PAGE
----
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Lucid Planet - II CD (album) cover


Lucid Planet


Experimental/Post Metal

4.09 | 26 ratings

From, the ultimate progressive rock music website

kev rowland
Special Collaborator
Honorary Reviewer
4 stars Lucid Planet are a Melbourne-based trio of Michael Box (guitar), Darcy Rank (guitar, synth) and Luke Turner (vocals, bass), alongside guests Chris Cameron (drums & percussion), Jade Alice (backing vocals) and Dan Richardson (flute, didgeridoo). Now we have a bubble with Australia, which means no quarantine, I am going to have to go to Melbourne a lot for work (a real hardship, I love the city), so I am going to have to see if I can catch these guys in concert as this a wonderful album. There is no doubt they have been heavily influenced by Tool, but that is never a bad thing, and have then moved into far more psychedelic areas while also bringing in some feelings of world music with interesting percussion and then of course there is also the didgeridoo (which is used sparingly it must be said).

Darcy took care of the production, and there is nothing about this release to make one think it is an independent from the sound, the musicianship, all the way through to the artwork, which is wonderfully compelling, care of David Faulkner (Mr. Crystalface) who has been working with the band for the last few years. They also have a very professional website with lots of information about the band and the ability to stream all the music. As for the meaning behind the band name, "When looking at the Earth in this way, one could say that it is living and conscious due to the living and conscious beings inhabiting it, working as a collective. With the use of modern technology, the inhabitants of this planet are capable of connecting like neurons in the brain. As far as we know, the Earth is ostensibly the only conscious planet in our universe. But as we sit and observe, a kind of global mind forms. As the planet continues to become more self-aware, perhaps it may reach out to other lucid planets."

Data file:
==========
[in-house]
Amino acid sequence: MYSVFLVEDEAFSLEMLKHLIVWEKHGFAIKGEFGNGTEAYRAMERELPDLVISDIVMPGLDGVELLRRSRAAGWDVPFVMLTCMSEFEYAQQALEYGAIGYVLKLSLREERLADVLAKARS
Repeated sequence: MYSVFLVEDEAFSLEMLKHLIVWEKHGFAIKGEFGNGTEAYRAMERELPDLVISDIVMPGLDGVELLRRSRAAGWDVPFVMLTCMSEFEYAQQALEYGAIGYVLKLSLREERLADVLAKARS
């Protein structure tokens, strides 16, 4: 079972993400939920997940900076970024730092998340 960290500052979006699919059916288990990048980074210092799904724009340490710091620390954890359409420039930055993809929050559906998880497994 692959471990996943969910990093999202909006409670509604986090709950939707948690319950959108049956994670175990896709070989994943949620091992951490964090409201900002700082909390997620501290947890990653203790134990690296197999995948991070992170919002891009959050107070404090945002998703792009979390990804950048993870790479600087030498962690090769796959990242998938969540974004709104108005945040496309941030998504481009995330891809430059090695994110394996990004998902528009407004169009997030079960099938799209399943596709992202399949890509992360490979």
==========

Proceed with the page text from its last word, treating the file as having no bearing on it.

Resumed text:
"Entrancement" features wonderful percussion, drone, and guitar while Jade's vocals take it in one direction, and then "Organic Hard Drive" is completely different with plucked guitars and birdsong in the introduction which makes me think of a pastoral garden until the band takes it in a far darker and nastier direction altogether. Musically this is all over the place, truly progressing, yet always grounded and feeling very connected to the earth. It is tribal in the same way as Sepultura's 'Roots' while sounding nothing like it. It is prog metal, with the focus very much on the former in its truest sense. It builds and has real presence, growing and becoming all encompassing. Don't believe me? Jump over to the website and check it out as this is a delight from start to end.

kev rowland | 4/5 |


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